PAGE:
GSUSA has introduced an exciting new resource for girls: The Girl’s Guide to Girl Scouting. Girls at each grade level will have their own Girl’s Guide, so there will be six publications. The Girl’s Guide to Girl Scouting will include: a variety of badge offerings, handbook sections covering traditions and history, cookie badges, an awards log, and much more.The guides are designed to complement the Journeys with activities that build specific skills for which girls earn badges.
My Girl Scouts Section - allows girls to personalize their Girl Scout experience by scrapbooking and documenting their activities
Legacy Badges - include Artist, The Girl Scout Way, Citizen. Cook, First Aid, Athelete and Naturalist
Financial Literacy Badges - Girls can earn a different Financial Literacy Badge each year. (Daisies earn Financial Literacy “leaves.”)
Cookie Business Badges - Girls can earn a different Cookie Business Badge each year. (Daisies earn Cookie Business “leaves.”)
Make Your Own - An opportunity for girls to pursue to beloved topics that are important to them. This badge category definitely offers greater customization. Badges will have the same age level shape as the current badges, and will be professionally made by one of our manufacturers.
PLUS My Promise, My Faith Pin
Journey Summit Pin
For Designated Levels
• Program Aide (P.A.)
• Counselor-in-Training (CIT)
• Leader-in-Training is now Volunteer-in-Training (VIT)
• Bronze, Silver, Gold Awards
FAQs About Girls Guide to Girl Scouting
Today’s girls don’t want to just follow a set of instructions. They want to reflect, make choices, take action, and determine their own paths. Journeys are the exciting, flexible foundation for year-long activities that girls help plan in collaboration with adult volunteers.
• Journeys are the core of all leadership experiences.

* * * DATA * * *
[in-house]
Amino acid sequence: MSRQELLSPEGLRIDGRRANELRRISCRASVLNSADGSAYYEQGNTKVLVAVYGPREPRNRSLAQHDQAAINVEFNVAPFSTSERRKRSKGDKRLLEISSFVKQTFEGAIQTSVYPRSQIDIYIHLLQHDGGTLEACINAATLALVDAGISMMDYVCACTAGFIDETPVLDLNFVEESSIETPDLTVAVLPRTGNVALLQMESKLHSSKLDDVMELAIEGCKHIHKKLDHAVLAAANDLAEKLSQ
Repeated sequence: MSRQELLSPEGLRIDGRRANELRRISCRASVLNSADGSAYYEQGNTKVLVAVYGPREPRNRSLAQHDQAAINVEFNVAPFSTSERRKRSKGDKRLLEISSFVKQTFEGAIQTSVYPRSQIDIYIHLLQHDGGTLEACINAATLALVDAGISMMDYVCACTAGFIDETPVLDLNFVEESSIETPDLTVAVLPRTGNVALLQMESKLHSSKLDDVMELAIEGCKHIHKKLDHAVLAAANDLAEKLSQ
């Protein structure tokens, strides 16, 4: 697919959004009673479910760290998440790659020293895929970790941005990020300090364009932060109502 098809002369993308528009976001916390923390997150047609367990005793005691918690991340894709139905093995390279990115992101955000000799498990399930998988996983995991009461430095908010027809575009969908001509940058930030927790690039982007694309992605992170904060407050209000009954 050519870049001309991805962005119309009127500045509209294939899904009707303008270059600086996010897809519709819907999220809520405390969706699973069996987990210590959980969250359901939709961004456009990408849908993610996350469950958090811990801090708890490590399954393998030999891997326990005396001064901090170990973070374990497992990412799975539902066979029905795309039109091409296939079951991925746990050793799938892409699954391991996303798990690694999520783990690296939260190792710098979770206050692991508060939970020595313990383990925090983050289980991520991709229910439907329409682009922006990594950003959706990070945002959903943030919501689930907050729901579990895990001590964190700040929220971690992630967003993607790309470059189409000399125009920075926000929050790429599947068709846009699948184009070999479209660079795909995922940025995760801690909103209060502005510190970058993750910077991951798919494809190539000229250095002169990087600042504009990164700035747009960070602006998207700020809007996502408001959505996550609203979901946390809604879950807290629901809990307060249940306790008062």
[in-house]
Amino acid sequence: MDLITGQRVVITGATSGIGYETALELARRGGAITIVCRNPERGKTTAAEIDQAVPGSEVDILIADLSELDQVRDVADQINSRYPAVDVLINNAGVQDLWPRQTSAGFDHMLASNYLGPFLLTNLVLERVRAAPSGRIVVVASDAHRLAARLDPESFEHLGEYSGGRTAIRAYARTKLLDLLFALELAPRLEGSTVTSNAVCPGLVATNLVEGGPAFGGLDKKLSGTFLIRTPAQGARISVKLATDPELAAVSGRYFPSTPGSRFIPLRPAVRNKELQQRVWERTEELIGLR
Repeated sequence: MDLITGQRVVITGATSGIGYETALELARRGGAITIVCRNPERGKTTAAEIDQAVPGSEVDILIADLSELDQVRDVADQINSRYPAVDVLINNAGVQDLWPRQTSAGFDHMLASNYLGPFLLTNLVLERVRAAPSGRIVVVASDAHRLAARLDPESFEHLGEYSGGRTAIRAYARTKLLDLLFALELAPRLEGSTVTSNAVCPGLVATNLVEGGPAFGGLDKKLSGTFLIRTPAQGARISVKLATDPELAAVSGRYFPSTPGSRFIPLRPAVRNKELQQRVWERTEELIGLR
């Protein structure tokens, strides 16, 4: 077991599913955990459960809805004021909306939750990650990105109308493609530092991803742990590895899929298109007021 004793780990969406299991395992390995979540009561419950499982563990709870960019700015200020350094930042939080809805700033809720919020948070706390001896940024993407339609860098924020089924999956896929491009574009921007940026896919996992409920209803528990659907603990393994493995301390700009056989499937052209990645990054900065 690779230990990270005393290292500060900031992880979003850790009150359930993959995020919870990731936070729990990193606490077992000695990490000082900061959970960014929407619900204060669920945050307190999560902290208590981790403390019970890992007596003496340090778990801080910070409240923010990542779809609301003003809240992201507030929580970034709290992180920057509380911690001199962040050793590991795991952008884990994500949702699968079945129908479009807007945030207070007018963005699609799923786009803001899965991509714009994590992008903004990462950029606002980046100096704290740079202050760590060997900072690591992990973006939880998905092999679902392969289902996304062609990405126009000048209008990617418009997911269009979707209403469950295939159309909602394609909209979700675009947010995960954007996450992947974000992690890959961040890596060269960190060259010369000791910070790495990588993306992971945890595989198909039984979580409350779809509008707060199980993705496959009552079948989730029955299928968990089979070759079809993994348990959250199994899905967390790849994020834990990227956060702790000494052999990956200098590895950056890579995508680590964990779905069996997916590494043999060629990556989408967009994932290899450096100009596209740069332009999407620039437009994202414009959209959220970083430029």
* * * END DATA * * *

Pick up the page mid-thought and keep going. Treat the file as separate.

• Journeys build on independent topics and can be used in any order.
• They provide an exploration of all three keys to leadership: Discover, Connect and Take Action.
• The journey awards are the only awards that specifically engage girls in these three keys.
• They tie directly to the 15 national outcomes and include facilitators’ guides with great suggestions for how adults can inspire girls.
The journey awards are important for girls to earn because they represent much more than the accomplishment of a new skill; they represent a girl’s journey through/exploration of a complete topic. (Of course, the Bronze, Silver, and Gold awards remain the highest awards in Girl Scouting.)
Badges are here to stay! Earning awards and recognitions has been an integral part of Girl Scouting for nearly a century, and we’re not going to change that now. After all, it was Juliette Low’s progressive — perhaps even revolutionary — idea that girls can be leaders that has always been reflected in our badges and awards. Read GSUSA's Answers to Frequently Asked Questions.
• The new Girl’s Guide to Girl Scouting, one for each level, will be a combination of the badge book and the handbook. The new Girl’s Guide will NOT come with adult guide books. Volunteers will apply the same concepts from the journey adult facilitator guides to the badge activities.
• Girls will have the opportunity to earn journey awards; badges; Bronze, Silver, Gold, and other leadership awards; and, of course, pins and patches.
• Because financial literacy is such an important part of Girl Scouting, there will be two sets of skill-building badges related to the Cookie Program. One reinforces the importance of financial literacy and the lifelong advantages to understanding financial concepts, even at an early age. The other makes a direct connection between the specific activities that girls naturally accomplish by participating in the Cookie Program and the skills they develop by doing so: public speaking, marketing and sales skills, and money management.
As part of our program transition, Girl Scouts will be retiring some materials including some current badges, awards and books. Girl Scout books are always great resources and can be used to provide additional program ideas. Leaders should add these books to their personal or service unit libraries.
FAQs About Girls Guide to Girl Scouting